For Michigan residents who have worked to develop substantial assets, certain life changes may cause them to rethink earlier estate planning decisions. In most cases, trusts are excellent estate planning options that allow for higher levels of flexibility and privacy, especially for people with significant wealth. Most trusts are revocable, which means that they can later be changed or canceled. However, irrevocable trusts are created with the idea that they are permanent and not subject to amendment.
In some cases, this may lead to conflict down the line. For example, family members might develop conflicts after the creation of a trust. More seriously, a trust may not contain important special needs provisions to protect disabled beneficiaries. Many people create irrevocable trusts that do reflect their precise goals and plans. However, by the end of 2018, 25 states had passed "decanting" statutes that allowed one irrevocable trust to be transformed into another trust, a procedure sometimes called a "do-over trust."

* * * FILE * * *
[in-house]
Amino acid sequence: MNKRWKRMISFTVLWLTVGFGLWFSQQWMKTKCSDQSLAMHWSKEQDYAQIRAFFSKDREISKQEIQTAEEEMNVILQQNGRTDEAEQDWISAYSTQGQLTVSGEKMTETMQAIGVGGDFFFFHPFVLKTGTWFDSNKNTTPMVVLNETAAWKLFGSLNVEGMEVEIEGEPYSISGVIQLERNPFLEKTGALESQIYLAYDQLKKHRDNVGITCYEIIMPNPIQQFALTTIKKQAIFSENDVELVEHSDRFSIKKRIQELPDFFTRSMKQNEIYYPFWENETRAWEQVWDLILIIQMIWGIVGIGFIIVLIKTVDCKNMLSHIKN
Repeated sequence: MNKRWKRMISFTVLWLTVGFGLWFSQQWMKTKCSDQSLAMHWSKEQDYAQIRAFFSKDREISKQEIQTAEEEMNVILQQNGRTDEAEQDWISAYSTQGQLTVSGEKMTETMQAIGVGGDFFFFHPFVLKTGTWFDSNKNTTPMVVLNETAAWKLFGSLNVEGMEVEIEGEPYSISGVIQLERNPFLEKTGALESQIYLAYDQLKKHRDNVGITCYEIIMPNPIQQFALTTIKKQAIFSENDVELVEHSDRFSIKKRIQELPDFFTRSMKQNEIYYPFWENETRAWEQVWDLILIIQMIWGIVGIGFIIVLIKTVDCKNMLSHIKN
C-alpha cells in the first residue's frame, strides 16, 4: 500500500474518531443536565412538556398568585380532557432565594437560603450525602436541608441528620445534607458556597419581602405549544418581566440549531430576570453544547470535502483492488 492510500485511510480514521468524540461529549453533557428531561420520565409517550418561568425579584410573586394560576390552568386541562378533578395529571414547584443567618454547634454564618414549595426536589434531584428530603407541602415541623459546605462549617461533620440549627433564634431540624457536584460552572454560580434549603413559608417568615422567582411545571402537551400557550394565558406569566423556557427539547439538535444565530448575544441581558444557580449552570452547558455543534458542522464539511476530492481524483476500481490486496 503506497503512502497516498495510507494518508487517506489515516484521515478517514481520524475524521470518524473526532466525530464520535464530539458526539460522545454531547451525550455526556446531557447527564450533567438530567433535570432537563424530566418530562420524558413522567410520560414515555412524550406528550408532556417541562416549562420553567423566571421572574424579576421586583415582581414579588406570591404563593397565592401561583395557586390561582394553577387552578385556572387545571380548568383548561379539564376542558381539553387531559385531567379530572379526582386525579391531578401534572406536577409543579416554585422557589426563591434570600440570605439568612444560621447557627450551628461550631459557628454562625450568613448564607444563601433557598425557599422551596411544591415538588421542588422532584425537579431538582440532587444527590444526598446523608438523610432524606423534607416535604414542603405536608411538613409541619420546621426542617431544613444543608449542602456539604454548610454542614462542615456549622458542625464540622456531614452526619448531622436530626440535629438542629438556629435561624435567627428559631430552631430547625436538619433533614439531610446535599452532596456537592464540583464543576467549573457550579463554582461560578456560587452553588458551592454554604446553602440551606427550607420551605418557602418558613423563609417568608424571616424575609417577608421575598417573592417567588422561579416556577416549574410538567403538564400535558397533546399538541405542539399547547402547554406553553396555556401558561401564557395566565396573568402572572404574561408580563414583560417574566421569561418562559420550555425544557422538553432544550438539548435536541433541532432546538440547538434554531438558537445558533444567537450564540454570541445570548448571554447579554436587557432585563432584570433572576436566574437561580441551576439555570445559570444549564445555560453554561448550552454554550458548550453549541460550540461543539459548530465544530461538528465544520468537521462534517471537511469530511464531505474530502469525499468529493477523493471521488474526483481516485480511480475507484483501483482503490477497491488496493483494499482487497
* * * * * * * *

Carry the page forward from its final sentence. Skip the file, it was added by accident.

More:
In many cases, these laws are highly restrictive; although, some states are less so. Many trusts can be moved, and it may be better to relocate the trust to a more favorable state before attempting the process. There are a number of reasons why an estate owner may want to change a trust. For example, one may want to extend the trust term over multiple generations, make distributions discretionary in order to avoid creditors, correct errors or allow the trust to hold shares in certain companies.
When thinking about the future, trusts and other estate instruments can provide flexible options to ease the road ahead for generations to come. An estate planning lawyer can help to address issues with existing trusts or plan new trusts that reflect a client's goals for their assets.